Vanny was picking stuff up from graves. "I'm still here," he said. I told him I just got my Social Security notice; it'll start up in October. He's been having a hard time getting in touch with SS, has gone twice in person. They finally called him and gave him a date, December 7. Had I gone in person? No, just did it all on-line, I said.
Vanny, who has very bad knees, says his wife, who's under a lot of stress these days, is a physical therapist. He's her guinea pig. "Now there's some stress," I say. We laugh. Lilith and I head home, past the water restoration trucks with American flag motifs all over them, and a picture of workers raising a beam Iwo Jima style.

Friday, August 4, 2023

Hilo bus driver

"I'm 70!" said the Hilo bus driver, after he and Bryant reminisced about chasing pesticide trucks on O`ahu in the 1960s. Was it DDT they were spreading? Brief discourse about bald eagle eggs; there are none here, but there are `io. More these days. The driver had fairly short white hair, with a narrow pigtail hanging down to his back; he was happy not to be busy. (We were his only two riders from the airport.) As we passed a man hauling a cart full of large white plastic barrels--he'd been doing this all morning--the driver began talking about drugs. When he was young, his grandmother would say he was going to shame the family if he did something wrong. No longer. He got in an argument with his sister on the plane from Colorado, where his nephew was graduating from the Air Force Academy. He says things he probably shouldn't say. He tells it straight. And he's the older brother; his younger siblings should listen to him. When I said I wanted to take pictures of the guys who jump off the bridge, he slowed the bus down. I also took some of him.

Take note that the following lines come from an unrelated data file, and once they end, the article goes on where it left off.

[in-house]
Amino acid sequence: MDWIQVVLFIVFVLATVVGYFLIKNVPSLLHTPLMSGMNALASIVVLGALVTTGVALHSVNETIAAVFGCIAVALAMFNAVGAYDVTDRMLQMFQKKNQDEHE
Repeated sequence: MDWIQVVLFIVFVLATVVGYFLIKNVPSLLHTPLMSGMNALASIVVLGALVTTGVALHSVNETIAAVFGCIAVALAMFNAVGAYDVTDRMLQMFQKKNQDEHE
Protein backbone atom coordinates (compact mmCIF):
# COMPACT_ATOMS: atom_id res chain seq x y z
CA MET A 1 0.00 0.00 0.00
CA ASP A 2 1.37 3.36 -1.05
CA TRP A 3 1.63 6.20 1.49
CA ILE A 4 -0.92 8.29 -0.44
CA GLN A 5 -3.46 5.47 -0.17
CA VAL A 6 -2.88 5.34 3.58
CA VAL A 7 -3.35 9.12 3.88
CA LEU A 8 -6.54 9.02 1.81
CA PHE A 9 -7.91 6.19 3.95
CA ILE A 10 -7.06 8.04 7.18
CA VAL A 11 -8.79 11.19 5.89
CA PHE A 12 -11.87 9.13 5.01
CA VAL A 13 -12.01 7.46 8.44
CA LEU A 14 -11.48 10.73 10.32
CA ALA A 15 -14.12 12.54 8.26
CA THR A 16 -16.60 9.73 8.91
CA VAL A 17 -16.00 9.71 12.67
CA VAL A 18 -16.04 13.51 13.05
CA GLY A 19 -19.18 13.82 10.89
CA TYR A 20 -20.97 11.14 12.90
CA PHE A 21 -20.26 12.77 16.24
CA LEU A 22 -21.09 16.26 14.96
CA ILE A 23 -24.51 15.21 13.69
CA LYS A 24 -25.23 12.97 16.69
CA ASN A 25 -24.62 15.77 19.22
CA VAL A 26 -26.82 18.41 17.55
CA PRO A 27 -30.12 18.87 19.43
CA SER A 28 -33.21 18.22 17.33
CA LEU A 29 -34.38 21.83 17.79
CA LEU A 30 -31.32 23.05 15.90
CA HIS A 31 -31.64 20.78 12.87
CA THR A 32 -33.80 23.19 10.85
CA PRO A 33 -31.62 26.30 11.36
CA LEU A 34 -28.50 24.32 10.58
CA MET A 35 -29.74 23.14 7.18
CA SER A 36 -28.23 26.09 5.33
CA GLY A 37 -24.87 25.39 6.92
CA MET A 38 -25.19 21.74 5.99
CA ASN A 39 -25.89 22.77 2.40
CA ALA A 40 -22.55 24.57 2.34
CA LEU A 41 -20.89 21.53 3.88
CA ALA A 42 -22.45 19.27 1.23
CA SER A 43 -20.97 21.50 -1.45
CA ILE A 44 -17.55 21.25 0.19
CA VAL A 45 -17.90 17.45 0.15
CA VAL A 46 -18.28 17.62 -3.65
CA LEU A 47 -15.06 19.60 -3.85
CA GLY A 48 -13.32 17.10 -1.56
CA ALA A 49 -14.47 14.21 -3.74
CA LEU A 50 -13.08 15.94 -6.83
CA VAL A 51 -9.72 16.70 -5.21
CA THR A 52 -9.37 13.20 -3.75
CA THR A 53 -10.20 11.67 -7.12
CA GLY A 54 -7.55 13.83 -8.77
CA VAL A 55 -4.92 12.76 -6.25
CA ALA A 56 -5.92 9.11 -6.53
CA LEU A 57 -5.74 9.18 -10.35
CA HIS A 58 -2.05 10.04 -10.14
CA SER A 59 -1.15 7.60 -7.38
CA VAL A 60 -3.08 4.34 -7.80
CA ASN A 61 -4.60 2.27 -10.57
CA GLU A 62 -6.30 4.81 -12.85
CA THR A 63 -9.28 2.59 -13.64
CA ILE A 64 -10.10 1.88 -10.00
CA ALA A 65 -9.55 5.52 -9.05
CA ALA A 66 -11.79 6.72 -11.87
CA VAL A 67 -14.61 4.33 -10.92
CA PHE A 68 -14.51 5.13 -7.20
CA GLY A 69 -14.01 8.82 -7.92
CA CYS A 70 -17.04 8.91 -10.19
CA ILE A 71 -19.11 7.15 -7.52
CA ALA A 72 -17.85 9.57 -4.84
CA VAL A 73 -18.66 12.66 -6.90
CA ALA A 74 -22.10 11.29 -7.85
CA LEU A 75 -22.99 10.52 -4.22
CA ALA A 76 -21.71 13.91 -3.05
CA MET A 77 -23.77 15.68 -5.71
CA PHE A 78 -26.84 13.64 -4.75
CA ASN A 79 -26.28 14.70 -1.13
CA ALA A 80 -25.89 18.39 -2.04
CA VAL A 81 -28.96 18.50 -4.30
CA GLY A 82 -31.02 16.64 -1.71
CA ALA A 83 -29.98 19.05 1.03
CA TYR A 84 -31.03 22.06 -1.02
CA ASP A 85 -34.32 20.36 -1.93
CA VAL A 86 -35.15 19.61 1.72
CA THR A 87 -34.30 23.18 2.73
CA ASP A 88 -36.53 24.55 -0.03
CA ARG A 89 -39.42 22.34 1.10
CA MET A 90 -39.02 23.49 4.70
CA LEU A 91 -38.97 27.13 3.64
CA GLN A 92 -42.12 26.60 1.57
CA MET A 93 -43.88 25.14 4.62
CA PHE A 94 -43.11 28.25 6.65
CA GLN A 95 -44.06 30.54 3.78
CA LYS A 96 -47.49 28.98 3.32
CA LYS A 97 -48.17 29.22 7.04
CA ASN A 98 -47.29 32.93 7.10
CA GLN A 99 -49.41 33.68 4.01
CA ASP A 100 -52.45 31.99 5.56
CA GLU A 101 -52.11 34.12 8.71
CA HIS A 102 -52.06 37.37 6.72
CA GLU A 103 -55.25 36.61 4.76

Seated at the bus station, a young man with ehu hair that fell down in front of his face. All I could see were prominent front teeth, one chipped; he cut his hands through the air, once pointing his index finger up while he conversed.